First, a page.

On the drinking front.....I almost cracked on Sunday, but I recognized it for what it was and pushed on through. Once past that point, my interest in having a drink disappeared, and hasn't returned. Same thing happened when I gave up sugar. Same thing happened with caffeine (although I'm back on caffeine now). My wife on the other hand has declared this to be dumb, and had a drink after an especially stressful day at work on Monday. Didn't bother me a bit.
    Nice work! I haven't had any strong urge yet, but I'm sure it will happen. Probably after a long ride at some point, that's when I really crave the taste of good IPA the most.

    I get that to some people it's dumb and that's fine. It isn't some universally necessary exercise, but I think it's helpful for me... And if nothing else I told myself I'm doing it so now I need to follow through.

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    Quote Originally Posted by richj8990 View Post
    Hmmm...shouldn't this be a positive support thread?
    Yes it should, which is why I responded to his negativity the way I did. Someone coming in here to accuse those of us participating of having 'larger issues' while drinking more than I do rubbed me the wrong way, sorry if it offended you indirectly.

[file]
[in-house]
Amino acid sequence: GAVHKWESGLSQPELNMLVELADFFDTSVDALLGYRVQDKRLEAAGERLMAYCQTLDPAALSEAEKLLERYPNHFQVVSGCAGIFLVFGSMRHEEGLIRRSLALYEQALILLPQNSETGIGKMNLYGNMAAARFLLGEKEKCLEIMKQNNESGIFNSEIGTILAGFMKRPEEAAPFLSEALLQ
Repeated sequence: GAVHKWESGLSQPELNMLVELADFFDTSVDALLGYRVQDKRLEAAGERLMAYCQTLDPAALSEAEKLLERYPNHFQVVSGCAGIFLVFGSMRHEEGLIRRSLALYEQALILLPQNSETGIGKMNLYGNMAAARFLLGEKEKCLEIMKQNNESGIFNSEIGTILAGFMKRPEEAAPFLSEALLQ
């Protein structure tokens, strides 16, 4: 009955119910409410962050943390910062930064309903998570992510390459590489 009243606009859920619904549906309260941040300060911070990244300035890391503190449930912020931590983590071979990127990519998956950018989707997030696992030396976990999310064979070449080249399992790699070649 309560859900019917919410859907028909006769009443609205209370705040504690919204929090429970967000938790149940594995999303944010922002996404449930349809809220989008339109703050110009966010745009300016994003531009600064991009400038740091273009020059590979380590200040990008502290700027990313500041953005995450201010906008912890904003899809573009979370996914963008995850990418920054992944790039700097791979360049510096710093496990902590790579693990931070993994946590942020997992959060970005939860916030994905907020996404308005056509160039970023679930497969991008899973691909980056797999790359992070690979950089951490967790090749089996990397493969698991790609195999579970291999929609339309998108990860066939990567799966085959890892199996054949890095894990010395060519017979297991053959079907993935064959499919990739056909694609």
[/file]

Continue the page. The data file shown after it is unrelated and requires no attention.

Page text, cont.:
Quote Originally Posted by richj8990 View Post
    Let's get to the scientific evidence of whether drinking is helpful or not. The answer is: yes and no. It depends. You guys probably already knew that, or guessed that. One person can have multiple drinks every day for life, and be perfectly fine. Another may have their life completely ruined. You have to take a good hard look in the mirror and ask yourself which of those people you really are. Life is not fair. Some people have the genetics and personality to handle drinking every day, some don't. My mom's side of the family has a lot of alcoholics. And trust me, they have had a lot of problems, including getting fired on the job for drinking. And yet with drinking I can take it or leave it. I'm lucky, they aren't. Again, whoever said life is fair is full of crap.

    Studies have shown that moderate 1-2 drinks per day can help reduce stress. And the scary thing is that even heavy drinkers tend to have LESS major depression than non-drinkers. That to me says that society itself is causing the stress problems, for everyone, whether they drink or not. But people who can't handling drinking should still not drink, no matter what the statistics say. You are not a population of numbers, you are one person, one data point, and socially, either alcohol for you is OK or it's not, there is no in-between.
    We actually are not discussing alcoholism. IMHO this thread and this exercise are not sufficient for people with those issues. This is about overall health.